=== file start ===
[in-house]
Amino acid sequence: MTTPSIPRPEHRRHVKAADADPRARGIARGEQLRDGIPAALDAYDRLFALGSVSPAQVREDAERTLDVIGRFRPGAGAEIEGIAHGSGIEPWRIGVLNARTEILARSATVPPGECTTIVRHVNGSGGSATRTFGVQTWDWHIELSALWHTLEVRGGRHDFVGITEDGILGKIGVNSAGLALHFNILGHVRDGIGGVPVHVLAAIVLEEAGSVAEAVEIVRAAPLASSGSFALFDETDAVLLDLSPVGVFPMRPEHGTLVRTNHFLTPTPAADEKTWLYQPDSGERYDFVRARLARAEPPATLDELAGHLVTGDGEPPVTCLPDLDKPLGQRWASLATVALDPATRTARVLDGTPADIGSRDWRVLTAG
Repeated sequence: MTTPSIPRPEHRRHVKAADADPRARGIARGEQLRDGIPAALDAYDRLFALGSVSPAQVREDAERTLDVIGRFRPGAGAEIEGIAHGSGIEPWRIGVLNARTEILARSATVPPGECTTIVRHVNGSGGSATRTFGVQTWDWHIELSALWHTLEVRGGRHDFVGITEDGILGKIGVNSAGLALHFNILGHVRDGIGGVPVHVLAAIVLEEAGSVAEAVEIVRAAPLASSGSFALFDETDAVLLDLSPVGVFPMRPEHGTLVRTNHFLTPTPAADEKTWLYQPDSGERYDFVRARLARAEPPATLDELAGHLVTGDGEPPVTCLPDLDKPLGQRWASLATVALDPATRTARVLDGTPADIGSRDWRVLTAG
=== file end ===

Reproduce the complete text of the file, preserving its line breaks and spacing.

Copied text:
[in-house]
Amino acid sequence: MTTPSIPRPEHRRHVKAADADPRARGIARGEQLRDGIPAALDAYDRLFALGSVSPAQVREDAERTLDVIGRFRPGAGAEIEGIAHGSGIEPWRIGVLNARTEILARSATVPPGECTTIVRHVNGSGGSATRTFGVQTWDWHIELSALWHTLEVRGGRHDFVGITEDGILGKIGVNSAGLALHFNILGHVRDGIGGVPVHVLAAIVLEEAGSVAEAVEIVRAAPLASSGSFALFDETDAVLLDLSPVGVFPMRPEHGTLVRTNHFLTPTPAADEKTWLYQPDSGERYDFVRARLARAEPPATLDELAGHLVTGDGEPPVTCLPDLDKPLGQRWASLATVALDPATRTARVLDGTPADIGSRDWRVLTAG
Repeated sequence: MTTPSIPRPEHRRHVKAADADPRARGIARGEQLRDGIPAALDAYDRLFALGSVSPAQVREDAERTLDVIGRFRPGAGAEIEGIAHGSGIEPWRIGVLNARTEILARSATVPPGECTTIVRHVNGSGGSATRTFGVQTWDWHIELSALWHTLEVRGGRHDFVGITEDGILGKIGVNSAGLALHFNILGHVRDGIGGVPVHVLAAIVLEEAGSVAEAVEIVRAAPLASSGSFALFDETDAVLLDLSPVGVFPMRPEHGTLVRTNHFLTPTPAADEKTWLYQPDSGERYDFVRARLARAEPPATLDELAGHLVTGDGEPPVTCLPDLDKPLGQRWASLATVALDPATRTARVLDGTPADIGSRDWRVLTAG